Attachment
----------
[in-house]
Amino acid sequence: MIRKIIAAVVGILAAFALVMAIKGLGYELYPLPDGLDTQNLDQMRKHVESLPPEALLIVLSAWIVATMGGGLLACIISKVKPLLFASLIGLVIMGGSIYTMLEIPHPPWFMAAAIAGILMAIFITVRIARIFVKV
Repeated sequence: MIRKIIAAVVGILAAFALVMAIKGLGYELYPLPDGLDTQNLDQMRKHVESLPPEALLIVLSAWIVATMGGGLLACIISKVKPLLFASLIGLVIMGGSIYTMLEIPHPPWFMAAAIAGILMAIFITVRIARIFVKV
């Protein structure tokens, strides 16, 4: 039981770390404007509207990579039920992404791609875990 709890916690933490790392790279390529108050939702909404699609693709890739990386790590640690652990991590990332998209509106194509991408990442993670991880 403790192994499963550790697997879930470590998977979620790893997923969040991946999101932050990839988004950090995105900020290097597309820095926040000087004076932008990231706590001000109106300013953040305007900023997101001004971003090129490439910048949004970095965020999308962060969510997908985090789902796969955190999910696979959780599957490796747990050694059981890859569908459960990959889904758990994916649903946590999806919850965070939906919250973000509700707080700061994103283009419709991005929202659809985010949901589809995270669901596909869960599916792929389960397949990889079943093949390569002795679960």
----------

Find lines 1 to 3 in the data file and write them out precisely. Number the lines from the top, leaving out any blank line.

[in-house]
Amino acid sequence: MIRKIIAAVVGILAAFALVMAIKGLGYELYPLPDGLDTQNLDQMRKHVESLPPEALLIVLSAWIVATMGGGLLACIISKVKPLLFASLIGLVIMGGSIYTMLEIPHPPWFMAAAIAGILMAIFITVRIARIFVKV
Repeated sequence: MIRKIIAAVVGILAAFALVMAIKGLGYELYPLPDGLDTQNLDQMRKHVESLPPEALLIVLSAWIVATMGGGLLACIISKVKPLLFASLIGLVIMGGSIYTMLEIPHPPWFMAAAIAGILMAIFITVRIARIFVKV